DSM-IV-TR used two different formats: One for Paraphilias whose satisfaction does not entail the involvement of nonconsenting others and one for Paraphilias that do involve nonconsenting others. Criterion B for Fetishism, Sexual Masochism, and Transvestic Fetishism remained exactly as it had been in DSM-IV. Criterion B for Exhibitionism, Frotteurism, Pedophilia, and Voyeurism reinstated a clause about acting on the basis of the paraphilia and thus returned to a formula very similar to that used in DSM-III-R: “The person has acted on these sexual urges, or the sexual urges or fantasies cause marked distress or interpersonal difficulty.” Criterion B for Sadism was the same statement with an additional qualifier: “The person has acted on these sexual urges with a nonconsenting person, or the sexual urges or fantasies cause marked distress or interpersonal difficulty.”
The B criteria proposed for DSM-5 follow the two-version pattern established in DSM-IV-TR. The version of Criterion B for Fetishistic Disorder, Sexual Masochism Disorder, and Transvestic Disorder reads: “The fantasies, sexual urges, or behaviors cause marked distress or impairment in social, occupational, or other important areas of functioning.” The version of Criterion B for Exhibitionistic Disorder, Frotteuristic Disorder, Sexual Sadism Disorder, and Voyeuristic Disorder reads: “The person has acted on these sexual urges with a nonconsenting person, or the sexual urges or fantasies cause marked distress or impairment in social, occupational, or other important areas of functioning.” There is a slight variation of Criterion B for Pedophilic Disorder, because a nonconsenting person (in the common-language sense of unaware, unwilling, or resisting) is not inherent to the sexual objective. Thus: “The person has acted on these sexual urges, or the sexual urges or fantasies cause marked distress or impairment in social, occupational, or other important areas of functioning.”
The crucial point of this section is that the proposed diagnostic criteria for DSM-5, exactly like the diagnostic criteria for DSM-IV-TR, make it possible to diagnose a patient with a specific paraphilia on the sole grounds that he has offended against multiple victims in a way characteristic of that paraphilia, whether he acknowledges that paraphilia or not. The recurrent behavior constitutes clinical grounds for inferring that the paraphilia is present (satisfying Criterion A) and, at the same time, it demonstrates that the paraphilically motivated behavior is causing distress, harm, or risk of harm to others (satisfying Criterion B).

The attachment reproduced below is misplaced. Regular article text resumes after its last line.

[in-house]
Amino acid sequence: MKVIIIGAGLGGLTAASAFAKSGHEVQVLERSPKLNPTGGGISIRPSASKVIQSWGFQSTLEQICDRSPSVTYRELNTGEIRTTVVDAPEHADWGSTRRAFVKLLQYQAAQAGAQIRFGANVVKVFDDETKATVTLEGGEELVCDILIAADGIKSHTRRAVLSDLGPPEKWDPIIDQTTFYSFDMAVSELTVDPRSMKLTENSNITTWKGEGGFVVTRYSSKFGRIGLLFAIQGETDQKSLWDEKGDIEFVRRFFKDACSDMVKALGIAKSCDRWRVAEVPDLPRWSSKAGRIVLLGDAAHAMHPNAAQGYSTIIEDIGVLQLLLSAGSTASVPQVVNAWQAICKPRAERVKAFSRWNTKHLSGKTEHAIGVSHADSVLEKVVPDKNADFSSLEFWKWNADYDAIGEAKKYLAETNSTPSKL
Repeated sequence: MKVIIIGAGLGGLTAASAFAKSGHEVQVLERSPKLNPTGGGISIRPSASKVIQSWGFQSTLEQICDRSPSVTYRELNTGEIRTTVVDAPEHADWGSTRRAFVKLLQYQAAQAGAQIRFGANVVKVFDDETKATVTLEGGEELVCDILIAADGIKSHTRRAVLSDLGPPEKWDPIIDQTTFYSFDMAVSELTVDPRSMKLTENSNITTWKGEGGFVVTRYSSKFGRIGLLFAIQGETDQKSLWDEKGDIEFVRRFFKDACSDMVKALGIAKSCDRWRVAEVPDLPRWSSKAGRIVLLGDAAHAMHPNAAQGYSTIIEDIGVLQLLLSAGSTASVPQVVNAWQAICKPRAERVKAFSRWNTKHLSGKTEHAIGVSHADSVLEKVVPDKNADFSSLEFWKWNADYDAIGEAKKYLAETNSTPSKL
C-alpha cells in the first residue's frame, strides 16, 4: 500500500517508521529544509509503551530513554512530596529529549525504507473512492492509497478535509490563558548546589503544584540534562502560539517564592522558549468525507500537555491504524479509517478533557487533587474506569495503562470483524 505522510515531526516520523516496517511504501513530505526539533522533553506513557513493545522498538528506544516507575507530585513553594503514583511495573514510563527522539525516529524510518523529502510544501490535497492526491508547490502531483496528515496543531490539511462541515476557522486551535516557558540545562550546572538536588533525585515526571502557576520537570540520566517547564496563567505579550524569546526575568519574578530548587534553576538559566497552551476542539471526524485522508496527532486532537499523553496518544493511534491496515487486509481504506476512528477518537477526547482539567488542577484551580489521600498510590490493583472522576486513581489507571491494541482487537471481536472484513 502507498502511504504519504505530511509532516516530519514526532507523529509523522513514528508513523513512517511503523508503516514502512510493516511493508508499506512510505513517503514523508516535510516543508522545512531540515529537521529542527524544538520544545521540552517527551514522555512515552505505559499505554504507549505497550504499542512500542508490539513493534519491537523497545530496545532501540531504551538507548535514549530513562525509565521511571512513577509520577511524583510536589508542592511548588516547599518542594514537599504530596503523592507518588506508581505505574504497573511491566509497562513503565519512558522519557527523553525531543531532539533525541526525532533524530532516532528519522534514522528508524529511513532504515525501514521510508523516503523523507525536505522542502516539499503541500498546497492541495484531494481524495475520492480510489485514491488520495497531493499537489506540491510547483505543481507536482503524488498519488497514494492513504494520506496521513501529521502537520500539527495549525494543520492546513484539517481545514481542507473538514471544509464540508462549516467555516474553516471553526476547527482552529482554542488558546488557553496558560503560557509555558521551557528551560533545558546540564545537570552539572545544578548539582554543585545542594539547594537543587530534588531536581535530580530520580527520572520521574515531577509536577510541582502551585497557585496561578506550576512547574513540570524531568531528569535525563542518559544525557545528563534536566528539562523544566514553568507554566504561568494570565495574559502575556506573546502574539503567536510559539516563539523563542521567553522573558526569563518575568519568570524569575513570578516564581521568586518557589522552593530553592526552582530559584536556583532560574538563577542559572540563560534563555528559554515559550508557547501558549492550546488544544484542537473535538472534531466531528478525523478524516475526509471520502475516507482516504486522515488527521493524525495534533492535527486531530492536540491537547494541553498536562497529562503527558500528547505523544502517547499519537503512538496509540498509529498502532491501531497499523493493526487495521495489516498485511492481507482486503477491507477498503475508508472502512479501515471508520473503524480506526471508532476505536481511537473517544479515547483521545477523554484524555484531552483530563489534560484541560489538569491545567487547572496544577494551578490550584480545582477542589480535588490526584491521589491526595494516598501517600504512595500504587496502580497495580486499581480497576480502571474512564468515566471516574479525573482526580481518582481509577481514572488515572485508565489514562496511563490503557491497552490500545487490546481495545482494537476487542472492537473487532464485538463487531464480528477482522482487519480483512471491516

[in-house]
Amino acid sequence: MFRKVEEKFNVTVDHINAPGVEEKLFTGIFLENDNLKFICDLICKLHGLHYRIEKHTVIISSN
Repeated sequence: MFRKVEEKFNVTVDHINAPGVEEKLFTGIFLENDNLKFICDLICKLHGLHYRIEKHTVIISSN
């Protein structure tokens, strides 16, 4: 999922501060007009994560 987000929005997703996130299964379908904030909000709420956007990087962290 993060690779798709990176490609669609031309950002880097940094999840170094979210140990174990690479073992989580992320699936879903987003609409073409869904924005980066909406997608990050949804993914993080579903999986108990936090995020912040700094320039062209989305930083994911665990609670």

The question of how much sexually offending behavior of the same type is necessary to diagnose the corresponding Paraphilic Disorder in a patient who verbally denies that disorder has traditionally been left to clinical judgment. The available research indicates that a threshold of three or more different victims age 14 or younger can be used to diagnose Pedophilic Disorder with a high degree of specificity, that is, 90% or more (Blanchard, 2010c, 2011). The writer knows of no published research investigating a diagnostic threshold based on a patient’s total number of sexual interactions with the same child or on the length of time (in weeks, months, or years) during which a patient interacted sexually with the same child.
Blanchard, R. (2010a). The DSM diagnostic criteria for Pedophilia. Archives of Sexual Behavior, 39, 304–316.
Blanchard, R. (2010b). The DSM diagnostic criteria for Transvestic Fetishism. Archives of Sexual Behavior, 39, 363–372.
Blanchard, R. (2010c). The specificity of victim count as a diagnostic indicator of pedohebephilia [Letter to the Editor]. Archives of Sexual Behavior, 39, 1245–1252.
Blanchard, R. (2011). Misdiagnoses of pedohebephilia using victim count: A reply to Wollert and Cramer (2011) paraphilias [Letter to the Editor]. Archives of Sexual Behavior, 40, 1081–1088.
Blanchard, R., Kuban, M. E., Blak, T., Cantor, J. M., Klassen, P. E., & Dickey, R. (2009). Absolute versus relative ascertainment of pedophilia in men. Sexual Abuse: A Journal of Research and Treatment, 21, 431–441.
Cantor, J. M., Blanchard, R., & Barbaree, H. E. (2009). Sexual disorders. In P. H. Blaney & T. Millon (Eds.), Oxford textbook of psychopathology (2nd ed., pp. 527–548). New York: Oxford University Press.